In a bizarre twist, David Hislop asked me yesterday, “What’s the story with the dock house?” Hmmm… The story? Well, that’s what I’m writing: Rosslyn Redux. Coming soon to a digital download near you. 😉 Turns out he was referring to the roof. “People are asking why you’re re-roofing it AGAIN.” Again? Apparently a half dozen people have asked him this question. Easy answer. We’re not. It hasn’t been re-shingled since the early/mid 1980’s, but after a quarter century of rain, snow, ice, sun and wind, many of the shingles have rotted through and the roof is leaking, especially the southern exposure. We’d known that we would eventually have to strip the old shingles, but we had delayed as long as practical. Let’s hope the new roof lasts as long as the old one!

Although the re-roofing project took considerably longer than anticipated (this formula has become the rule rather than the exception during the process of renovating Rosslyn), it was worth every second when the beautiful work was complete. And doubly so last winter when snowstorms battered the little structure and again this spring when rain lashed at the roof. For the first time since buying this property in the summer of 2006 my bride and I could stop worrying about the boathouse that seduced us half a decade ago! The foundation had been restored. The structure had been restored. And now the roof had been restored. Life was good…

Perhaps we were too pleased? Perhaps hubris slipped into our homeowner psyche’s? Perhaps. Or perhaps nature’s far more powerful and far more fickle and unpredictable than we can possibly imagine. I’ve commented elsewhere that nature is a formidable foe and a loyal friend. I genuinely believe this, and yet this spring has reminded me that a boathouse built on a pier in the waters of a lake is not natural. It is a valuable architectural artifact. It is an indulgence. But it is not natural. And despite my resolve to balance my lifestyle with healthy stewardship of the natural environment, I never before stopped to contemplate how unnatural this structure really is. Although I’d likely discourage construction of a new albeit similar structure in fragile habitat like Lake Champlain, I never once stopped to consider Rosslyn’s beautiful boathouse a violation of nature because it already existed. It’s part of the architectural heritage of Essex, NY. In fact, we felt a responsibility to restore the boathouse. Indeed I still do, despite my newfound recognition that it contradicts my conventional bias.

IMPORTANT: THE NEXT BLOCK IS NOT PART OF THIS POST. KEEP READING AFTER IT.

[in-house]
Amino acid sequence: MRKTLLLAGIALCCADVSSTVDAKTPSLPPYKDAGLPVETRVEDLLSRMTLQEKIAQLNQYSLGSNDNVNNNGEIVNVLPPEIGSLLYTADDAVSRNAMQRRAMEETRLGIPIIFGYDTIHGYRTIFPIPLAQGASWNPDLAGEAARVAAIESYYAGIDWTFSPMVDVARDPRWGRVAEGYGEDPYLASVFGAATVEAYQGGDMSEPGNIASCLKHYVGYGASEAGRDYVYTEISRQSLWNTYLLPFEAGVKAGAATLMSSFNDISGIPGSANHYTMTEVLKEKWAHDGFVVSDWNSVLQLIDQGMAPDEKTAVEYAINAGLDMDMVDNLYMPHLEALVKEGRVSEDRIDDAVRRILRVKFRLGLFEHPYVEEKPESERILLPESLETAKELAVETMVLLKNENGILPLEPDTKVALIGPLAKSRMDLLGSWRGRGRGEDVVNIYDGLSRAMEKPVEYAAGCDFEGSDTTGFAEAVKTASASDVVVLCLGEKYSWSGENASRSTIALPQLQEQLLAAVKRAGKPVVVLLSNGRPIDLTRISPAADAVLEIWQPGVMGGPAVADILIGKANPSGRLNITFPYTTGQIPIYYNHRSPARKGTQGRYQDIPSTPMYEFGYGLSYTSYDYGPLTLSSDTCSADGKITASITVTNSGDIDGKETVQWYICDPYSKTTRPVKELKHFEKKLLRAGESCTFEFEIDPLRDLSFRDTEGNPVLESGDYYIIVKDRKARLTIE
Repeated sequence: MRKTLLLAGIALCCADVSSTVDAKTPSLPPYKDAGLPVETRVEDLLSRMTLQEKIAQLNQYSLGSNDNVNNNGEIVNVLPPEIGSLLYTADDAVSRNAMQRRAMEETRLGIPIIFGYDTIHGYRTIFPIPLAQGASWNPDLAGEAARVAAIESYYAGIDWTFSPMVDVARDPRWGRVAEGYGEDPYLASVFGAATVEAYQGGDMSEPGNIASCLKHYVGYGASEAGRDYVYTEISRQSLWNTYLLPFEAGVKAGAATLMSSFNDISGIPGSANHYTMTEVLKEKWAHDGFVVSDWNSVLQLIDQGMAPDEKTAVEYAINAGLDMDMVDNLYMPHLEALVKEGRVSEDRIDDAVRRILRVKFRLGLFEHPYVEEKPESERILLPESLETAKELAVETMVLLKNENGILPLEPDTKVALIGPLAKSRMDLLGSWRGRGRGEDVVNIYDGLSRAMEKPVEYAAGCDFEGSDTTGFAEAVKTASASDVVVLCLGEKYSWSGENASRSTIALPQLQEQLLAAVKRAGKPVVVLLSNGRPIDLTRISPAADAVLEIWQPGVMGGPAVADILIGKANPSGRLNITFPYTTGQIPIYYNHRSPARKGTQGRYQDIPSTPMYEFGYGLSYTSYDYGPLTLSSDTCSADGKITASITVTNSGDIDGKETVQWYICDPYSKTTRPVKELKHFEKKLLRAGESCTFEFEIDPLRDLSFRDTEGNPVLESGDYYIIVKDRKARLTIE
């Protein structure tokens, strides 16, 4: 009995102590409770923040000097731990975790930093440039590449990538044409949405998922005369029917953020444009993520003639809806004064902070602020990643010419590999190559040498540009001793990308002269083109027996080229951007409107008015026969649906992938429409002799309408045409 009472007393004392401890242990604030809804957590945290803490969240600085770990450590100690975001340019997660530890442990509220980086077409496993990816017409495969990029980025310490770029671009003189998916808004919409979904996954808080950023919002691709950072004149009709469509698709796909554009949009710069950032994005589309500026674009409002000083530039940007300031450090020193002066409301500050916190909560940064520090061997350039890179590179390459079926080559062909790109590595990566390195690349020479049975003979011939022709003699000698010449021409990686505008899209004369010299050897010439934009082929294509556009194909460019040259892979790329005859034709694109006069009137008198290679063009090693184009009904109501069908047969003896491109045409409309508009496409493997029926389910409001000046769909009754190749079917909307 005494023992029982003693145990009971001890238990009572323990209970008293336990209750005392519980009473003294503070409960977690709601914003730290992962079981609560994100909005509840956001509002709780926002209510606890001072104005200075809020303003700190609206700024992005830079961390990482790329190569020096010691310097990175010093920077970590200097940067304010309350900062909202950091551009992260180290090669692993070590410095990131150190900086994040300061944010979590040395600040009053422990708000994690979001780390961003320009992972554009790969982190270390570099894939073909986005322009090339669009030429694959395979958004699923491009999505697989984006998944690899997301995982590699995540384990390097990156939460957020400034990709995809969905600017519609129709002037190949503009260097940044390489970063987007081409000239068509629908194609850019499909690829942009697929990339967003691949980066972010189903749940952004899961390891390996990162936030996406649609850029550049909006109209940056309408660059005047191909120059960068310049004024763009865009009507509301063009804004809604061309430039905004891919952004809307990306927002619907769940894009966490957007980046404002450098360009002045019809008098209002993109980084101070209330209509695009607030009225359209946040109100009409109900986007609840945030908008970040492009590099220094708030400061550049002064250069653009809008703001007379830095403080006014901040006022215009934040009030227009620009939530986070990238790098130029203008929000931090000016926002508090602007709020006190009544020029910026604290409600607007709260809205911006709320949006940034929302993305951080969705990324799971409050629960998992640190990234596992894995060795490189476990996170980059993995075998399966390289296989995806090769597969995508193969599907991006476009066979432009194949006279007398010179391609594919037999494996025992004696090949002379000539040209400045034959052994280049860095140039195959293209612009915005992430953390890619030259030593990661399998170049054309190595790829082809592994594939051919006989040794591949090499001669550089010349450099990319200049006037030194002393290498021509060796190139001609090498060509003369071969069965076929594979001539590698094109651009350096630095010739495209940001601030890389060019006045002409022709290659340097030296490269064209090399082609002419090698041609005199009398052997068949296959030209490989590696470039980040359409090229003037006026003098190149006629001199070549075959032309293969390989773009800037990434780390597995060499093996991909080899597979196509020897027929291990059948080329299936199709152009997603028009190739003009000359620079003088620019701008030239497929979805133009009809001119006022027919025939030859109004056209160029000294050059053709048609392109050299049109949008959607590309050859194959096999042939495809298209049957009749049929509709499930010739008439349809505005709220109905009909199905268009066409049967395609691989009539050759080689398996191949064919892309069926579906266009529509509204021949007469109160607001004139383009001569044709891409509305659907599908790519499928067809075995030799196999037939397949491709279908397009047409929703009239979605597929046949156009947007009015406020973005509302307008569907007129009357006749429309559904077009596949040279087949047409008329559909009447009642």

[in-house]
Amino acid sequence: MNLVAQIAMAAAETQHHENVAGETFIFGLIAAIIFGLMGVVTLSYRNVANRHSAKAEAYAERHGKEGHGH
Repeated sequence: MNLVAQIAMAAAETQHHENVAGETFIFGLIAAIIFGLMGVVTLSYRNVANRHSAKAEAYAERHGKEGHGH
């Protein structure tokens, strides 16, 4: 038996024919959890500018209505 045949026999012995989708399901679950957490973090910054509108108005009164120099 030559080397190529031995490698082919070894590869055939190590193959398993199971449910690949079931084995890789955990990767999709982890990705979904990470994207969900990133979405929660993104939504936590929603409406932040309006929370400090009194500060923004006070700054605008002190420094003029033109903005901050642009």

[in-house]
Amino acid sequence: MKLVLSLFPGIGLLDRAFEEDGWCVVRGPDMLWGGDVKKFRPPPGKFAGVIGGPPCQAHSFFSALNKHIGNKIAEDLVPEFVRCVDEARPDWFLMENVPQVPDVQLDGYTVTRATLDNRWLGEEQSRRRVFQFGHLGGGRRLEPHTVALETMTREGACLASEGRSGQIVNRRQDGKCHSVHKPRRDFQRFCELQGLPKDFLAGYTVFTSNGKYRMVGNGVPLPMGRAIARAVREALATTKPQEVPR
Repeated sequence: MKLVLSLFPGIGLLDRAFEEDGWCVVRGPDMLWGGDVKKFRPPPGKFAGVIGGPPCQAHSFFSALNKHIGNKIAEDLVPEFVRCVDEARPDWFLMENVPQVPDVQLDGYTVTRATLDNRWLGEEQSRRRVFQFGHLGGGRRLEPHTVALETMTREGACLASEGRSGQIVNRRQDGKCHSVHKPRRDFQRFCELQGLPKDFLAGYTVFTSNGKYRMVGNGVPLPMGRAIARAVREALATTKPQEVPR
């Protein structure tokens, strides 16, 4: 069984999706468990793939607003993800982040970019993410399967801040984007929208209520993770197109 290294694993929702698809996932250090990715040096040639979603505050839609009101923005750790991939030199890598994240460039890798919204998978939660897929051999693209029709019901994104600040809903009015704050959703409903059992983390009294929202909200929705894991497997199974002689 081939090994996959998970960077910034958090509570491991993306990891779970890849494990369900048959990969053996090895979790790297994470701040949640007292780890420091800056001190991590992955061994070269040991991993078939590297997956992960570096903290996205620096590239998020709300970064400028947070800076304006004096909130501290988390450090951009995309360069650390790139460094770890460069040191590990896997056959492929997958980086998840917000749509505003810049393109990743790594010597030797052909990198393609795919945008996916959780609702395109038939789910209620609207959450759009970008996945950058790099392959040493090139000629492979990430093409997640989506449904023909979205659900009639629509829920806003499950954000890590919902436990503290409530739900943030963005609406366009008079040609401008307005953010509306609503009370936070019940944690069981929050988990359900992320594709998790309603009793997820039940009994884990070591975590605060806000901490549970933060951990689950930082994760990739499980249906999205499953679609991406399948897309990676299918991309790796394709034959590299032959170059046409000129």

Life is complex, and contradictions are everywhere. I don’t pretend to know all the right answers, nor even very many of them. But I’m beginning to suspect that the silver lining of Lake Champlain’s destructive flooding this spring is that I’ve been forced me to recognize and grapple with the contradiction in preserving Rosslyn’s boathouse despite the potentially adverse environmental impact. It has reminded me that conviction is handy but not infallible, that conviction must be balanced with questioning and humility.

So, I’m finally flood proofing my optimism! I’m still soggy and still anxious about the waves rolling through the interior of the boathouse and crashing against the rapidly eroding bank supporting Route 22, but I’m beginning to see that the glass is half full after all. And Lake Champlain? It’s still overfull!

Imagining Rosslyn Boathouse, Spring 2006

In Boathouse, House, Lake Champlain, Memoir, What's Rosslyn?, What's the story?, Where's Rosslyn? on May 12, 2011 at 10:44 am
Rosslyn Boathouse at Sunrise

Rosslyn Boathouse at Sunrise

“Coffee? You don’t even drink coffee,” Susan said.

“I know. I know it doesn’t make any sense. But I’m walking through Rosslyn early in the morning with a steaming cup of coffee…”

I hadn’t drunk coffee since college, and I’d obviously never wandered around Rosslyn at the crack of dawn either. But I kept having this vision.

“It’s just barely sunrise. You’re still sleeping. I’m up, drifting from room-to-room, slowly, haltingly, studying the way the sunlight illuminates each room. And those green walls in the parlor? They vibrate in the morning light, like new maple leaves in the springtime.”

I described the shaft of sunlight stretching across the workshop floor. I described the calm, the quiet except for an occasional creaky floorboard. I described Tasha, our Labrador Retriever, padding along with me, anxious for breakfast.

“Tasha sighs and lies down each time I stop. And I stop a lot… to watch the morning unfolding, to watch the sunlight shimmering on the rippled lake, to watch the boathouse clapboards glowing yellow orange for a few minutes as the sun rises above the Green Mountains.”

“I was imagining the boathouse too,” Susan said. “Not like today, but like it was ours, like we lived at Rosslyn. I was thinking, the boathouse’s just begging for a hammock. Don’t you think? A big, two-person hammock in the open-air part, under the roof. Can you imagine lying in a hammock in the evening, listening to the waves?” Susan paused, lost in the idea. “And think of the dinner parties,” she continued. “A table set for four. White linens and candles and sheer curtains billowing in the breeze…”